The first price of an item given is usually ten times the worth of the item so we suggest starting at one tenth of the cost offered. You should always propose a maximum price and stick to it. If the vendor doesn't agree and you walk away, they will usually call you back so that you can buy the item at your chosen price.
It is important to note that even if you have shown interest in a product, you do not have to buy it. To express this to the salesperson you can offer a firm, 'la, shukraan' - meaning 'no, thank you' in Arabic.
Watch out for vendors insisting that you had asked for more items for your price. When this happens, you should remain resolved and not give in if you did not ask from that many items. If you come into any trouble on your Egypt tour with salespeople, ask you guide to step in.
Egypt is famed for its gold items especially the Egyptian cartouche. This oval shaped nameplate features different hieroglyphic symbols and can be hung as a pendant on a necklace. These pendants are sold in most gold shops and you can have your name engraved onto it.
On our Egypt tour, we suggest asking your guide's opinion on the quality of the gold before purchasing it. Be careful showing your newly bought cartouche on the street as other vendors will offer to test the metal of yours and then replace it with a fake.
Egyptian papyrus is another nice keepsake to take home after your holiday. This was the first writing material known to man and you will encounter many stalls on our Egypt tours that actually sell fake papyrus. Banana leaves are often used instead and can easily be identified. If you need any help, just ask your guide to take a look at it.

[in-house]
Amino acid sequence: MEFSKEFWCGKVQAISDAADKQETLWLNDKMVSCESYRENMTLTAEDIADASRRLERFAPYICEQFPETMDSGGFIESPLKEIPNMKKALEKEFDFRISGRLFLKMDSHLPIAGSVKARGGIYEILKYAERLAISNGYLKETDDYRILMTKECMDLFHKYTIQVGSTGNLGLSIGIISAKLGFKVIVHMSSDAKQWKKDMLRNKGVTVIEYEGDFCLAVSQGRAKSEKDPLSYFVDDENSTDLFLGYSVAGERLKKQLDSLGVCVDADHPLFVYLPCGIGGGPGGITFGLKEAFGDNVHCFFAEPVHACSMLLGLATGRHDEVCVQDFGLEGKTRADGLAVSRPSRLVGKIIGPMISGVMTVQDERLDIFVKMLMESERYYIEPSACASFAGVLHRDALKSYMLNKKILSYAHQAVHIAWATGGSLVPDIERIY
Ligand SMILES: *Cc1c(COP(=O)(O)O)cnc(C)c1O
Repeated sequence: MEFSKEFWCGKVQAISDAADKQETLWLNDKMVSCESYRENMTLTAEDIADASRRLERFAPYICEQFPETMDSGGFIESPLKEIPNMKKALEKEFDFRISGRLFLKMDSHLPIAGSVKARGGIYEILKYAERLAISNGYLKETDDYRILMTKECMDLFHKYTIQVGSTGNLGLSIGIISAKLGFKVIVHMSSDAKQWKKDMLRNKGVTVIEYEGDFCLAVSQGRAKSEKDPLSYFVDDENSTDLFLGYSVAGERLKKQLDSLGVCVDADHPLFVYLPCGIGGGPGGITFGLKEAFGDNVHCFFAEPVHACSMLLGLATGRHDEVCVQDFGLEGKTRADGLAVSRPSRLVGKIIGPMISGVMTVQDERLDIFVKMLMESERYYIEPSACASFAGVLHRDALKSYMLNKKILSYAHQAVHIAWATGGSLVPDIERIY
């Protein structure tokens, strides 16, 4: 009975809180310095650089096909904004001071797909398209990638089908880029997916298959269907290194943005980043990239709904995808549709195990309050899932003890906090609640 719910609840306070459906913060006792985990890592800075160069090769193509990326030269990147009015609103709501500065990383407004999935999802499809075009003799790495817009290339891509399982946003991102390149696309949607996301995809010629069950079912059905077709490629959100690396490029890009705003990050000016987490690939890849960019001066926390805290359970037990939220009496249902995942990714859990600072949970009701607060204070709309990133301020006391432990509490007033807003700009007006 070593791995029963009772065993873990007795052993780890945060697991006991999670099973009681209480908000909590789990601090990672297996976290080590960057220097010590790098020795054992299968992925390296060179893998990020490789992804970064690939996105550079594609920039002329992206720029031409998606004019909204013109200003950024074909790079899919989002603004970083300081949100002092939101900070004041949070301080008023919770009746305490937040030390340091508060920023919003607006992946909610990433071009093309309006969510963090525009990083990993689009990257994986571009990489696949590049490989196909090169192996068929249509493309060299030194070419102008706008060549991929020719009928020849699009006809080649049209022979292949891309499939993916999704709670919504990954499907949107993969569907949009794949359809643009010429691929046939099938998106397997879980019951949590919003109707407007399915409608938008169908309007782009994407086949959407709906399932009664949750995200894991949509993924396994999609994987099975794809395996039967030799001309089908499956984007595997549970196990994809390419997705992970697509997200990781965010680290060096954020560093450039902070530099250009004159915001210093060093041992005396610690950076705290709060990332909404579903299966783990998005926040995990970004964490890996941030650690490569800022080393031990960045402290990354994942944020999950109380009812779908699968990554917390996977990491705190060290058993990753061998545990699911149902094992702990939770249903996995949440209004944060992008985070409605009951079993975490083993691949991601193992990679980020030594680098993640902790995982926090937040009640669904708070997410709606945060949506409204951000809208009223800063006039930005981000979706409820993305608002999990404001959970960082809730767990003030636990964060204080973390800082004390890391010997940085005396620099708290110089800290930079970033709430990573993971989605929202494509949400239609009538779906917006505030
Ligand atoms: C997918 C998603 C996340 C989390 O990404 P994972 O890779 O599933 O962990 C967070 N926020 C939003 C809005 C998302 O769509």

If you are looking for any home furnishings, the Egyptian markets will be sure to appease. Beautiful carpets, lamps and alabaster ornaments are some popular picks. If an ornament is made out of real alabaster, the vendor will drop it on the floor and it will not break. Muski glass is another favoured item that is usually shaped into cups and other items for the home.
Any additions to your spice rack can be found in one of the many stalls - they also make for great gifts. You should only purchase whole spices and never ground as they are the most fresh. We recommend stocking up on karkadai (hibiscus), kamoon (cumin) and ifil iswid (black pepper). Stay away from the saffron, as it is often quite tasteless in Egypt. Along with seasonings, stalls selling spices usually also offer herbal treatments, aromatic soaps and henna.
On our Egypt tours we never want you to feel rushed especially when it comes to exploring the bazaars in Cairo or the souks in Aswan. You will soon notice that the various shops sell the same products and you might find an even cheaper version of that product around the corner. As a result of this we recommend that you do some thorough browsing before you actually buy.
Another vital thing to check when shopping in Egypt is the type of currency that the vendor is quoting your price in. Most Egyptians will quote you in 'pounds' so you should confirm whether this is Egyptian or English pounds.
Vendors will usually ask to pay in English pounds, as this is stronger, but before you agree on a price, make sure that you know the currency. In the markets we visit on our Egypt tours, some vendors might try to trick you with the Nubian pound to increase the price. Be warned, as the Nubian pound does not exist and this is just a common scam.